Traditionally, community clergy have considered hospital visits a part of their ministry to the sick, and many churches hold weekly services for patients in their local hospital’s chapel. Up until a few years ago, a priest could just stop at the hospital’s information desk and get a printed list of all the patients who identify with his denomination, so that he could ‘pop in’ for a visit or invite them to the service. And that is what’s no longer allowed. Visiting clergy no longer get access to patient names unless the patients consent to have their names released – and so they are asked about this on admission. (The WRHA policy on this is here.) But this restriction applies only to community clergy – not ‘spiritual care’ employees (hospital chaplains). In practice, if patients don’t state a religion on admission, or say that they don’t want their name on the clergy list, spiritual care staff don’t usually visit. But because spiritual care workers are employees of the hospital, they are considered part of the health care team, so they can be consulted or gain access to patient charts in the same way as members of any other discipline (e.g. social workers or physiotherapists).
What’s a ‘Spiritual Care Provider’?
‘Spiritual Care Provider’, or ‘Spiritual Health Care Practitioner’, is the new name for ‘hospital chaplain’. The term is more inclusive than ‘chaplain’, because it encompasses multiple faith/belief systems, in some cases even Humanism and atheism. But let’s face it – ‘spiritual care providers’ in Manitoba – and across North America – are overwhelmingly Christian clergy. In cosmopolitan cities, it’s quite likely that there are staff who will serve people of various faiths and beliefs, including Humanism, but in a small rural community, or anywhere in a Bible Belt area – good luck with that.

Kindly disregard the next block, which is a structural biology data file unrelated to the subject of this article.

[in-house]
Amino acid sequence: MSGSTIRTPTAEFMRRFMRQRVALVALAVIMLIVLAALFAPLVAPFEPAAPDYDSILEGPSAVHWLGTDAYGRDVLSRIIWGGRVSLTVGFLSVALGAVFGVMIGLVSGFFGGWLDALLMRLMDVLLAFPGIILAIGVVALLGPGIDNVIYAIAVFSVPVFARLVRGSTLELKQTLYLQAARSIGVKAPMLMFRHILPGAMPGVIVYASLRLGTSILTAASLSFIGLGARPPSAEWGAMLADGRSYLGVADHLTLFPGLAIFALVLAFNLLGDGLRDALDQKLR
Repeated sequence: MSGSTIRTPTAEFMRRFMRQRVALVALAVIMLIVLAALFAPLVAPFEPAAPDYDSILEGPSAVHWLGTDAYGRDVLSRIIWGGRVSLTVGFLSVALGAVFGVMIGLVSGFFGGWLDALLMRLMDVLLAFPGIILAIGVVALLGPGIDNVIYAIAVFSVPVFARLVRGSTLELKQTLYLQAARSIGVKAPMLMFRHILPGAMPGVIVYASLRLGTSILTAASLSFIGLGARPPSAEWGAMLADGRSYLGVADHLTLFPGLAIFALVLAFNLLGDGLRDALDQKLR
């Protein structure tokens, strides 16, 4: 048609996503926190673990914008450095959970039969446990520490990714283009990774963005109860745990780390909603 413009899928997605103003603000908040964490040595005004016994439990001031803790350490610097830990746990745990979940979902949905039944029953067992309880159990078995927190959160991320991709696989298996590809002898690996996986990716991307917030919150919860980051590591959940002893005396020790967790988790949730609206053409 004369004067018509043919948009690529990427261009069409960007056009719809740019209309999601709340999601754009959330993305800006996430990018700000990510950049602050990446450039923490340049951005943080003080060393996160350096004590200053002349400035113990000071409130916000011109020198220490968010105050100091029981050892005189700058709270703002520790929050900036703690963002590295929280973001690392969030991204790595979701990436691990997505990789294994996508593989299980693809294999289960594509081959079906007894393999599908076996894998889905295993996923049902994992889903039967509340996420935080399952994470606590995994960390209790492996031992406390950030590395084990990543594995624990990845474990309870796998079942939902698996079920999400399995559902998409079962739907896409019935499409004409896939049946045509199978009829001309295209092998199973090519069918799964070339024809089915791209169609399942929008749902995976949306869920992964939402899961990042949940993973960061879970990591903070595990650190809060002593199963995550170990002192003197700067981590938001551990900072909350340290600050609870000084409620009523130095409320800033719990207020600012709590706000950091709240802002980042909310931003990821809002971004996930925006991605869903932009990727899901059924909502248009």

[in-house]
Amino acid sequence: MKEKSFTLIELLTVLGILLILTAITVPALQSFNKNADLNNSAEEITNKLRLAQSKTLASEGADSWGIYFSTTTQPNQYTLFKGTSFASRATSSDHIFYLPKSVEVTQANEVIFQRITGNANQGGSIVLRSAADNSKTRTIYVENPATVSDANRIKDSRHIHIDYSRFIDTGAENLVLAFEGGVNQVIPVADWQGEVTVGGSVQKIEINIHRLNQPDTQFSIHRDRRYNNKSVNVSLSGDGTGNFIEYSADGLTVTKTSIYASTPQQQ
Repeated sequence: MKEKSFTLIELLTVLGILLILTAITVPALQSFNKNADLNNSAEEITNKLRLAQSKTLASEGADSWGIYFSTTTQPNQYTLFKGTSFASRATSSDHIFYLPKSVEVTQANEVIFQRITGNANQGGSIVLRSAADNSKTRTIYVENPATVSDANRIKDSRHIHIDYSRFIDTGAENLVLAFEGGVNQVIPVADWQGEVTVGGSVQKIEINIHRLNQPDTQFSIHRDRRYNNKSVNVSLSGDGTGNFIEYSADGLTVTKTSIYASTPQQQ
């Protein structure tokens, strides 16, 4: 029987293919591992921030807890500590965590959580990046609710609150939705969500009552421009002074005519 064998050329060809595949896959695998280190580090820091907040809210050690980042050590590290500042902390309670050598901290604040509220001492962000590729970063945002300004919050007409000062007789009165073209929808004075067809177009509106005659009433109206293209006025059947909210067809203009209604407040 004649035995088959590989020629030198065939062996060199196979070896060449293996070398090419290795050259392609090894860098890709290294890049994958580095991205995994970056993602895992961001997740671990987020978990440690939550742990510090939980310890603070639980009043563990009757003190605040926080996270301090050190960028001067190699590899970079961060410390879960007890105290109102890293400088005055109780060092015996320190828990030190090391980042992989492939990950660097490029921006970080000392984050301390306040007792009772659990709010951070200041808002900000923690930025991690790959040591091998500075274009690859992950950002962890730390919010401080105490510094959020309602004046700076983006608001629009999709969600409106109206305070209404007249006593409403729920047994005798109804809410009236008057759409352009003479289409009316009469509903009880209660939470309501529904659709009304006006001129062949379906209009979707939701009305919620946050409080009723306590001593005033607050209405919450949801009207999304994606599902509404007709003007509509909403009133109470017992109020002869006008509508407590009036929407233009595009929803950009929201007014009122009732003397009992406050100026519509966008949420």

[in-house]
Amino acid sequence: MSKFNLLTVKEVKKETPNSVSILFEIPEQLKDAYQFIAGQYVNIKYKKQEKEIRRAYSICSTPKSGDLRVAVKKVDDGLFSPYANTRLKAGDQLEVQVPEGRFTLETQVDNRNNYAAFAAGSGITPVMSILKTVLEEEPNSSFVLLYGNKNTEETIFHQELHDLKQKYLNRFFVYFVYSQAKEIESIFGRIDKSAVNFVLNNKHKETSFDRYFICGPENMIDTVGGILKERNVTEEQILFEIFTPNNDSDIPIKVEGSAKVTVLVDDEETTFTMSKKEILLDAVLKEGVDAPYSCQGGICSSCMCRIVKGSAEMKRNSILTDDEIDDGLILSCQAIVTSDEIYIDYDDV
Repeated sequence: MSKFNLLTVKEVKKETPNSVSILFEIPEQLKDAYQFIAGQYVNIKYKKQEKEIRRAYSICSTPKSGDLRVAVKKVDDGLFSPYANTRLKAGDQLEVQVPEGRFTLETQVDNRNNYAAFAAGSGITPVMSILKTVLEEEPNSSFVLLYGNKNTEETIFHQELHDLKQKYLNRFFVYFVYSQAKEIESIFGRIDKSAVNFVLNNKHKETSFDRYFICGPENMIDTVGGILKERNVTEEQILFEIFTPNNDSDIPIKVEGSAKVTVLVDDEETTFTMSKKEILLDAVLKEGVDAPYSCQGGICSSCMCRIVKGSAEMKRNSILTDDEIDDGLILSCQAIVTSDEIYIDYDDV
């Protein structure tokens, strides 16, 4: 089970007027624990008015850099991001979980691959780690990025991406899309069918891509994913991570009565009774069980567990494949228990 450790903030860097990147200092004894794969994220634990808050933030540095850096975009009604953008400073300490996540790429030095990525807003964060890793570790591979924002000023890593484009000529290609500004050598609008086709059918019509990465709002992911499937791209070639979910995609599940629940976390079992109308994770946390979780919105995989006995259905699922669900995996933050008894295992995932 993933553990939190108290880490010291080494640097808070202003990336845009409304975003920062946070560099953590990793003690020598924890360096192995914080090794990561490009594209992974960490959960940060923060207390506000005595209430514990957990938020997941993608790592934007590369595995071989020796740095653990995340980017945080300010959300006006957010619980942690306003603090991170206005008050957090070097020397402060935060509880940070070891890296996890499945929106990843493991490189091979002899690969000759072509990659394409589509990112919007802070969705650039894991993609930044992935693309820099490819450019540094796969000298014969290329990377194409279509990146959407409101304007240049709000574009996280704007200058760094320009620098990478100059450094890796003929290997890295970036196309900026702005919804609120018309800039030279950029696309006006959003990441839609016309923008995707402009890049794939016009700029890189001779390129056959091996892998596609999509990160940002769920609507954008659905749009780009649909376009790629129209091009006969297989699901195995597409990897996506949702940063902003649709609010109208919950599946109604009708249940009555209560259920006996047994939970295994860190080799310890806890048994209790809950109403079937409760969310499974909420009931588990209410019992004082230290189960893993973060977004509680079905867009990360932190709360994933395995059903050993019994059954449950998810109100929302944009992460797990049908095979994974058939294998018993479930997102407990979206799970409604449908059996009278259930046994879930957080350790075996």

The Role of PHIA in Spiritual Care
When Manitoba passed the Personal Health Information Act in 1997 (current version is here), the privileges of all these religious practitioners (both hospital chaplains and community clergy) became restricted. Community clergy were no longer allowed access to patient information without consent, but the role of hospital chaplains was a little less clear. Initially they were technically out of the loop, too – but a 2004 amendment added them back in. According to a letter of explanation regarding that amendment, the term ‘health’ was redefined as being sound in ‘mind, body, and spirit’ – so spiritual care providers are back on the health care team, and health care ‘expressly includes spiritual care’. The letter goes on to state that since PHIA restricts the collection of personal health information to only that which is required to carry out care, patient information should be released to spiritual care providers only if the patient requests the service, or if a referral is made (emphasis ours).